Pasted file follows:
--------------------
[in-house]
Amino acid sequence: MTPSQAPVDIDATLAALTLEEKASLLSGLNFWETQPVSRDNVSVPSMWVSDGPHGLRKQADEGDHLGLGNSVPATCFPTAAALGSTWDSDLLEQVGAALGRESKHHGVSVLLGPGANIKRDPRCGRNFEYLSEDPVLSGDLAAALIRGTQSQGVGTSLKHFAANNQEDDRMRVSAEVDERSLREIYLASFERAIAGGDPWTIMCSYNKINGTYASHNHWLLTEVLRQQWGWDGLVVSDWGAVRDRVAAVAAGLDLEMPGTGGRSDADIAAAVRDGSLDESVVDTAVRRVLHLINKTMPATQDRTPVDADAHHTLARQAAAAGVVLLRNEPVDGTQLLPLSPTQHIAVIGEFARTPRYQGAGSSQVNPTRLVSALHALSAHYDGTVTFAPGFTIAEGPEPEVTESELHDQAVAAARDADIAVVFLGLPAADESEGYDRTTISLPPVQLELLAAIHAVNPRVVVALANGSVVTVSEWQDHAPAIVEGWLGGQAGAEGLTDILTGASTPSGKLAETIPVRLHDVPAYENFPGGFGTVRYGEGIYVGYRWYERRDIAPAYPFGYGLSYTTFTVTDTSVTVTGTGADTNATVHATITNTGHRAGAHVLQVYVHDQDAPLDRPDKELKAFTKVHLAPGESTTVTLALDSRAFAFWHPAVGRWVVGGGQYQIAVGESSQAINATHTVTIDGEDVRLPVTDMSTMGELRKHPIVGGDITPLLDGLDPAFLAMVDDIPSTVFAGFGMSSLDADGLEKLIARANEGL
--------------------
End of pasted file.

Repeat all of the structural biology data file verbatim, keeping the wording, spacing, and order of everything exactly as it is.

[in-house]
Amino acid sequence: MTPSQAPVDIDATLAALTLEEKASLLSGLNFWETQPVSRDNVSVPSMWVSDGPHGLRKQADEGDHLGLGNSVPATCFPTAAALGSTWDSDLLEQVGAALGRESKHHGVSVLLGPGANIKRDPRCGRNFEYLSEDPVLSGDLAAALIRGTQSQGVGTSLKHFAANNQEDDRMRVSAEVDERSLREIYLASFERAIAGGDPWTIMCSYNKINGTYASHNHWLLTEVLRQQWGWDGLVVSDWGAVRDRVAAVAAGLDLEMPGTGGRSDADIAAAVRDGSLDESVVDTAVRRVLHLINKTMPATQDRTPVDADAHHTLARQAAAAGVVLLRNEPVDGTQLLPLSPTQHIAVIGEFARTPRYQGAGSSQVNPTRLVSALHALSAHYDGTVTFAPGFTIAEGPEPEVTESELHDQAVAAARDADIAVVFLGLPAADESEGYDRTTISLPPVQLELLAAIHAVNPRVVVALANGSVVTVSEWQDHAPAIVEGWLGGQAGAEGLTDILTGASTPSGKLAETIPVRLHDVPAYENFPGGFGTVRYGEGIYVGYRWYERRDIAPAYPFGYGLSYTTFTVTDTSVTVTGTGADTNATVHATITNTGHRAGAHVLQVYVHDQDAPLDRPDKELKAFTKVHLAPGESTTVTLALDSRAFAFWHPAVGRWVVGGGQYQIAVGESSQAINATHTVTIDGEDVRLPVTDMSTMGELRKHPIVGGDITPLLDGLDPAFLAMVDDIPSTVFAGFGMSSLDADGLEKLIARANEGL